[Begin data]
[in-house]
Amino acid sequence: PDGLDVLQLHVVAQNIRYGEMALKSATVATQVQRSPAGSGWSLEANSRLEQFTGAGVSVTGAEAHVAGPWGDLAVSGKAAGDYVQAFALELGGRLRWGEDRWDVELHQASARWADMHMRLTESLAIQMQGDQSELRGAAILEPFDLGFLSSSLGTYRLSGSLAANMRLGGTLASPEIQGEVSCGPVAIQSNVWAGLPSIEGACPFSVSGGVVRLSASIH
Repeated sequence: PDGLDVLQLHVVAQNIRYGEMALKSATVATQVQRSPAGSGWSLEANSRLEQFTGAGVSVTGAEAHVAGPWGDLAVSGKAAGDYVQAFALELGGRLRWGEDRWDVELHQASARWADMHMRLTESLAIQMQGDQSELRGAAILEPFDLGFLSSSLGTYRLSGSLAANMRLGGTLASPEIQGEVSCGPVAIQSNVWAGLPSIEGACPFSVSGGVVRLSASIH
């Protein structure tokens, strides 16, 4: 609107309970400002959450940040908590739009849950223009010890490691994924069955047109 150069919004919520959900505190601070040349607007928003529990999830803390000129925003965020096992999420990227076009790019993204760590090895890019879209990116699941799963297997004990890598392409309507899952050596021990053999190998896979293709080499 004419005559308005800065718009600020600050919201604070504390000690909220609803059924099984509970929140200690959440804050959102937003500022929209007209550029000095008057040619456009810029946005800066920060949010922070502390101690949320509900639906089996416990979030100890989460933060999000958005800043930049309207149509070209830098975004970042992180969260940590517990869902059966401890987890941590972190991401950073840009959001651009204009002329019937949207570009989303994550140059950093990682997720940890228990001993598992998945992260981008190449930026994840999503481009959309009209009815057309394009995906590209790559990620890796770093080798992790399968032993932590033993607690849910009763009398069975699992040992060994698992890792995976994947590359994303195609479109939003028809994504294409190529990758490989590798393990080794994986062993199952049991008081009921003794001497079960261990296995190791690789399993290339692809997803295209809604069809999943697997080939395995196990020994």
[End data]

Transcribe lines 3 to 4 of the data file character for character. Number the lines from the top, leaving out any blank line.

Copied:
Repeated sequence: PDGLDVLQLHVVAQNIRYGEMALKSATVATQVQRSPAGSGWSLEANSRLEQFTGAGVSVTGAEAHVAGPWGDLAVSGKAAGDYVQAFALELGGRLRWGEDRWDVELHQASARWADMHMRLTESLAIQMQGDQSELRGAAILEPFDLGFLSSSLGTYRLSGSLAANMRLGGTLASPEIQGEVSCGPVAIQSNVWAGLPSIEGACPFSVSGGVVRLSASIH
């Protein structure tokens, strides 16, 4: 609107309970400002959450940040908590739009849950223009010890490691994924069955047109 150069919004919520959900505190601070040349607007928003529990999830803390000129925003965020096992999420990227076009790019993204760590090895890019879209990116699941799963297997004990890598392409309507899952050596021990053999190998896979293709080499 004419005559308005800065718009600020600050919201604070504390000690909220609803059924099984509970929140200690959440804050959102937003500022929209007209550029000095008057040619456009810029946005800066920060949010922070502390101690949320509900639906089996416990979030100890989460933060999000958005800043930049309207149509070209830098975004970042992180969260940590517990869902059966401890987890941590972190991401950073840009959001651009204009002329019937949207570009989303994550140059950093990682997720940890228990001993598992998945992260981008190449930026994840999503481009959309009209009815057309394009995906590209790559990620890796770093080798992790399968032993932590033993607690849910009763009398069975699992040992060994698992890792995976994947590359994303195609479109939003028809994504294409190529990758490989590798393990080794994986062993199952049991008081009921003794001497079960261990296995190791690789399993290339692809997803295209809604069809999943697997080939395995196990020994």